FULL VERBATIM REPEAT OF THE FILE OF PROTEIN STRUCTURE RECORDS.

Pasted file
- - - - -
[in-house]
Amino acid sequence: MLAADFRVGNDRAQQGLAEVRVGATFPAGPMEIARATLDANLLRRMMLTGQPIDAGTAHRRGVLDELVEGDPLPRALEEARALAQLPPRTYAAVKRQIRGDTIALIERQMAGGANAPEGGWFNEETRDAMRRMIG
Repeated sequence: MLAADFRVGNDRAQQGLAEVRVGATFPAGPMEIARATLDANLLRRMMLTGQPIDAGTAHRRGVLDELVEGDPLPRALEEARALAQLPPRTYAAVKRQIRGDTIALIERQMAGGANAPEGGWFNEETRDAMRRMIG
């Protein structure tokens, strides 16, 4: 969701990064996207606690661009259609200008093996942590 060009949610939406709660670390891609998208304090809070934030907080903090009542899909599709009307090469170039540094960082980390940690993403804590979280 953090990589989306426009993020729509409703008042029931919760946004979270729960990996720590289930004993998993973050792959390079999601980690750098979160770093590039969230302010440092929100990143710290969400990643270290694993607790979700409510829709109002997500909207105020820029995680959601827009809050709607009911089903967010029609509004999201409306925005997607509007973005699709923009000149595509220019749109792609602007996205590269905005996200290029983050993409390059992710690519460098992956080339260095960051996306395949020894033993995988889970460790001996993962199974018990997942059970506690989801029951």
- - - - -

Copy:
[in-house]
Amino acid sequence: MLAADFRVGNDRAQQGLAEVRVGATFPAGPMEIARATLDANLLRRMMLTGQPIDAGTAHRRGVLDELVEGDPLPRALEEARALAQLPPRTYAAVKRQIRGDTIALIERQMAGGANAPEGGWFNEETRDAMRRMIG
Repeated sequence: MLAADFRVGNDRAQQGLAEVRVGATFPAGPMEIARATLDANLLRRMMLTGQPIDAGTAHRRGVLDELVEGDPLPRALEEARALAQLPPRTYAAVKRQIRGDTIALIERQMAGGANAPEGGWFNEETRDAMRRMIG
């Protein structure tokens, strides 16, 4: 969701990064996207606690661009259609200008093996942590 060009949610939406709660670390891609998208304090809070934030907080903090009542899909599709009307090469170039540094960082980390940690993403804590979280 953090990589989306426009993020729509409703008042029931919760946004979270729960990996720590289930004993998993973050792959390079999601980690750098979160770093590039969230302010440092929100990143710290969400990643270290694993607790979700409510829709109002997500909207105020820029995680959601827009809050709607009911089903967010029609509004999201409306925005997607509007973005699709923009000149595509220019749109792609602007996205590269905005996200290029983050993409390059992710690519460098992956080339260095960051996306395949020894033993995988889970460790001996993962199974018990997942059970506690989801029951």